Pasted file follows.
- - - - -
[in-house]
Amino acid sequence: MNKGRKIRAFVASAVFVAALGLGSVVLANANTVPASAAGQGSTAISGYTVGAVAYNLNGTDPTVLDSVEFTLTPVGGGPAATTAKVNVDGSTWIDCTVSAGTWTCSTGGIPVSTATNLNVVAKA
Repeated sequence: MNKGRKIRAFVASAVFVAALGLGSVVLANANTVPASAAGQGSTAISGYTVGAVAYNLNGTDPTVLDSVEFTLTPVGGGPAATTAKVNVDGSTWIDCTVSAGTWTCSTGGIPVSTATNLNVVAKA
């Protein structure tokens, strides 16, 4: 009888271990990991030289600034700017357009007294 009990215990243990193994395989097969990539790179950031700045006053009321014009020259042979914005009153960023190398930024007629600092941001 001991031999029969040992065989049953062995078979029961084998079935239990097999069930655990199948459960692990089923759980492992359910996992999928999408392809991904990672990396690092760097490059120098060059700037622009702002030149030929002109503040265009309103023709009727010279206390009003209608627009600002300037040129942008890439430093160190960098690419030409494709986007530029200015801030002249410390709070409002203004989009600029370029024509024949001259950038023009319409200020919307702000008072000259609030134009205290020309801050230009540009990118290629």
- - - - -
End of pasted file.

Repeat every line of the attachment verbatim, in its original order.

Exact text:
[in-house]
Amino acid sequence: MNKGRKIRAFVASAVFVAALGLGSVVLANANTVPASAAGQGSTAISGYTVGAVAYNLNGTDPTVLDSVEFTLTPVGGGPAATTAKVNVDGSTWIDCTVSAGTWTCSTGGIPVSTATNLNVVAKA
Repeated sequence: MNKGRKIRAFVASAVFVAALGLGSVVLANANTVPASAAGQGSTAISGYTVGAVAYNLNGTDPTVLDSVEFTLTPVGGGPAATTAKVNVDGSTWIDCTVSAGTWTCSTGGIPVSTATNLNVVAKA
């Protein structure tokens, strides 16, 4: 009888271990990991030289600034700017357009007294 009990215990243990193994395989097969990539790179950031700045006053009321014009020259042979914005009153960023190398930024007629600092941001 001991031999029969040992065989049953062995078979029961084998079935239990097999069930655990199948459960692990089923759980492992359910996992999928999408392809991904990672990396690092760097490059120098060059700037622009702002030149030929002109503040265009309103023709009727010279206390009003209608627009600002300037040129942008890439430093160190960098690419030409494709986007530029200015801030002249410390709070409002203004989009600029370029024509024949001259950038023009319409200020919307702000008072000259609030134009205290020309801050230009540009990118290629």